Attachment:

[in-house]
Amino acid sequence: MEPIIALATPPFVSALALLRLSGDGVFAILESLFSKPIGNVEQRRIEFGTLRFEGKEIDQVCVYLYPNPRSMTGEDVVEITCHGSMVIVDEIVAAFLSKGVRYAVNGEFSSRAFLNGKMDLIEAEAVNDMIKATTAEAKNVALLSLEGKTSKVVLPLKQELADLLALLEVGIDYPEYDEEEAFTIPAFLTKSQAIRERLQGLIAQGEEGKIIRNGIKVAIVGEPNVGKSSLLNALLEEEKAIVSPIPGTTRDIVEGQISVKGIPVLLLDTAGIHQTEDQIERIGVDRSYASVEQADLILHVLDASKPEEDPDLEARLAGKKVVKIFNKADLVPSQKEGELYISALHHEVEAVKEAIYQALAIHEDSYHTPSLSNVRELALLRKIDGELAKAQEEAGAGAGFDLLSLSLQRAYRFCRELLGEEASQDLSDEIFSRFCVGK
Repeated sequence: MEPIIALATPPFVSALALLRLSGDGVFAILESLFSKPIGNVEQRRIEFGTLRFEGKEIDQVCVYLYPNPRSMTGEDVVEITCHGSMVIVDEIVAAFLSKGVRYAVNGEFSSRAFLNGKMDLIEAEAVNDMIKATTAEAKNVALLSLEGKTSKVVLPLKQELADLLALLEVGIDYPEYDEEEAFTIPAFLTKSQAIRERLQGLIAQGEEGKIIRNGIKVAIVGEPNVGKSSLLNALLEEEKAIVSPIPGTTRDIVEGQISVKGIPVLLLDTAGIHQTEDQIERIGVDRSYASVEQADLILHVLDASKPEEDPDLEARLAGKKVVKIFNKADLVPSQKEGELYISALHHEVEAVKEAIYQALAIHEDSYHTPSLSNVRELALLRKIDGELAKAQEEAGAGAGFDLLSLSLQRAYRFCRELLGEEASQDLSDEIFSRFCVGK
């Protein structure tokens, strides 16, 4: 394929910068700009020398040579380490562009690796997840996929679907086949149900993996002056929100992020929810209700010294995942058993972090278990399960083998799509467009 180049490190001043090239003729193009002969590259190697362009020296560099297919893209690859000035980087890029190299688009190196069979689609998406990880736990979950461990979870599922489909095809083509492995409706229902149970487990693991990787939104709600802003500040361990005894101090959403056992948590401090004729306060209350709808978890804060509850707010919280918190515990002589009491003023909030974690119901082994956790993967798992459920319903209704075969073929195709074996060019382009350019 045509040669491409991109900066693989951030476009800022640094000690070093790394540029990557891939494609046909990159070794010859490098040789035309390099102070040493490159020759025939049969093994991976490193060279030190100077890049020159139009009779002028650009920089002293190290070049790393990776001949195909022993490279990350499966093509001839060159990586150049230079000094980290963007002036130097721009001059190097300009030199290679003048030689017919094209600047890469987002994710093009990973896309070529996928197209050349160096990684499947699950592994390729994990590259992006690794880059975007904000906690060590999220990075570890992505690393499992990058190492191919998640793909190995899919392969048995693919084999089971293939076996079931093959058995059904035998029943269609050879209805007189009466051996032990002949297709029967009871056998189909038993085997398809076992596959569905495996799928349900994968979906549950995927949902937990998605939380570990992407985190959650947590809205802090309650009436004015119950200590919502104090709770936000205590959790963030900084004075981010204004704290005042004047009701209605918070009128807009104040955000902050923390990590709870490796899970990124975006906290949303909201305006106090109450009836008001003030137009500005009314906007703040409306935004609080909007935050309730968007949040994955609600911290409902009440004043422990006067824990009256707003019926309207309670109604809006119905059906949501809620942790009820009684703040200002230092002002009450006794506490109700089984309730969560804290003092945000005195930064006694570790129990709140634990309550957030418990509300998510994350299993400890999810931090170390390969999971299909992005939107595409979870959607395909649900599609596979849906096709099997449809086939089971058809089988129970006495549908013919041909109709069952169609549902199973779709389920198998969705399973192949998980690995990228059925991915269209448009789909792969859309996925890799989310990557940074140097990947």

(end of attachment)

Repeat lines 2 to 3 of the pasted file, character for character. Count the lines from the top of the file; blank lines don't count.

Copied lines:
Amino acid sequence: MEPIIALATPPFVSALALLRLSGDGVFAILESLFSKPIGNVEQRRIEFGTLRFEGKEIDQVCVYLYPNPRSMTGEDVVEITCHGSMVIVDEIVAAFLSKGVRYAVNGEFSSRAFLNGKMDLIEAEAVNDMIKATTAEAKNVALLSLEGKTSKVVLPLKQELADLLALLEVGIDYPEYDEEEAFTIPAFLTKSQAIRERLQGLIAQGEEGKIIRNGIKVAIVGEPNVGKSSLLNALLEEEKAIVSPIPGTTRDIVEGQISVKGIPVLLLDTAGIHQTEDQIERIGVDRSYASVEQADLILHVLDASKPEEDPDLEARLAGKKVVKIFNKADLVPSQKEGELYISALHHEVEAVKEAIYQALAIHEDSYHTPSLSNVRELALLRKIDGELAKAQEEAGAGAGFDLLSLSLQRAYRFCRELLGEEASQDLSDEIFSRFCVGK
Repeated sequence: MEPIIALATPPFVSALALLRLSGDGVFAILESLFSKPIGNVEQRRIEFGTLRFEGKEIDQVCVYLYPNPRSMTGEDVVEITCHGSMVIVDEIVAAFLSKGVRYAVNGEFSSRAFLNGKMDLIEAEAVNDMIKATTAEAKNVALLSLEGKTSKVVLPLKQELADLLALLEVGIDYPEYDEEEAFTIPAFLTKSQAIRERLQGLIAQGEEGKIIRNGIKVAIVGEPNVGKSSLLNALLEEEKAIVSPIPGTTRDIVEGQISVKGIPVLLLDTAGIHQTEDQIERIGVDRSYASVEQADLILHVLDASKPEEDPDLEARLAGKKVVKIFNKADLVPSQKEGELYISALHHEVEAVKEAIYQALAIHEDSYHTPSLSNVRELALLRKIDGELAKAQEEAGAGAGFDLLSLSLQRAYRFCRELLGEEASQDLSDEIFSRFCVGK